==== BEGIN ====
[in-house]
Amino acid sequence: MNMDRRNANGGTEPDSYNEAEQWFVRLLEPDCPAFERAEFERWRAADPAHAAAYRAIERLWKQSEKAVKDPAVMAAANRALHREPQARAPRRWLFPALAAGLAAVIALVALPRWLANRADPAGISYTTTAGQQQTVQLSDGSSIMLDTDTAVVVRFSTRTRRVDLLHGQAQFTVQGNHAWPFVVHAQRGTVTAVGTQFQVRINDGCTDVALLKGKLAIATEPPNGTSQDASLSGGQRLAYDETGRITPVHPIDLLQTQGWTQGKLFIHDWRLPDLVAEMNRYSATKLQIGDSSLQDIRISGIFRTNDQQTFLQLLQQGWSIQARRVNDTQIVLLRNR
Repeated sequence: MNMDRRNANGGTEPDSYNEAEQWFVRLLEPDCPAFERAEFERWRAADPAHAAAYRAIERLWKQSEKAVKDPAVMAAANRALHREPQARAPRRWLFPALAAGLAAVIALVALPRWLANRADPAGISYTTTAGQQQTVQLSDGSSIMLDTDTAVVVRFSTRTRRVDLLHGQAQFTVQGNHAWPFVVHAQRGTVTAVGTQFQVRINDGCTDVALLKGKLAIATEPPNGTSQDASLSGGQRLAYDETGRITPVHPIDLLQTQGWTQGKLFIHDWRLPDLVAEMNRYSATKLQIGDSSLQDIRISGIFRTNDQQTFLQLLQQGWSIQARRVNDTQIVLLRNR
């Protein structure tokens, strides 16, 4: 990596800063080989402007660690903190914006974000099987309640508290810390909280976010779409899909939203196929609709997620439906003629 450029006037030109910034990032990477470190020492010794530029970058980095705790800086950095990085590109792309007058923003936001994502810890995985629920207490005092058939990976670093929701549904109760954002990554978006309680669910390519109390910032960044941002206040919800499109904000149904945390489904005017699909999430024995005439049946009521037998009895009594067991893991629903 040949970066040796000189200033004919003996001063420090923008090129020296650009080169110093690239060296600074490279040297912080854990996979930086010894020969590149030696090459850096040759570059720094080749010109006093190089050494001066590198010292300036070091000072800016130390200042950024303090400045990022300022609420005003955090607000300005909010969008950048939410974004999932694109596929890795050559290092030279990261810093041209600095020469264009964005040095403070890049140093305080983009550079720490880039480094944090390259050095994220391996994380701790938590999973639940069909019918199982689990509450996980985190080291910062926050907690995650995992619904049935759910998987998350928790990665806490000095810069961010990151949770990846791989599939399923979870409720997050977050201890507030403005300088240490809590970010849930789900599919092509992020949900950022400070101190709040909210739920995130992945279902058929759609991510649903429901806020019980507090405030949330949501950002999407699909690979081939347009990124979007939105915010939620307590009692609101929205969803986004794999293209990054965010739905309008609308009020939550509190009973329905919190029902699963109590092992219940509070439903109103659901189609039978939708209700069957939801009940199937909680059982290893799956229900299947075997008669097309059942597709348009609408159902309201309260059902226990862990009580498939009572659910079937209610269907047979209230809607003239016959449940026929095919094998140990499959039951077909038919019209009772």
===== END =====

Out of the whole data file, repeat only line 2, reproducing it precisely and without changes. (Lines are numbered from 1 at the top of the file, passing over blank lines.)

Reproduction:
Amino acid sequence: MNMDRRNANGGTEPDSYNEAEQWFVRLLEPDCPAFERAEFERWRAADPAHAAAYRAIERLWKQSEKAVKDPAVMAAANRALHREPQARAPRRWLFPALAAGLAAVIALVALPRWLANRADPAGISYTTTAGQQQTVQLSDGSSIMLDTDTAVVVRFSTRTRRVDLLHGQAQFTVQGNHAWPFVVHAQRGTVTAVGTQFQVRINDGCTDVALLKGKLAIATEPPNGTSQDASLSGGQRLAYDETGRITPVHPIDLLQTQGWTQGKLFIHDWRLPDLVAEMNRYSATKLQIGDSSLQDIRISGIFRTNDQQTFLQLLQQGWSIQARRVNDTQIVLLRNR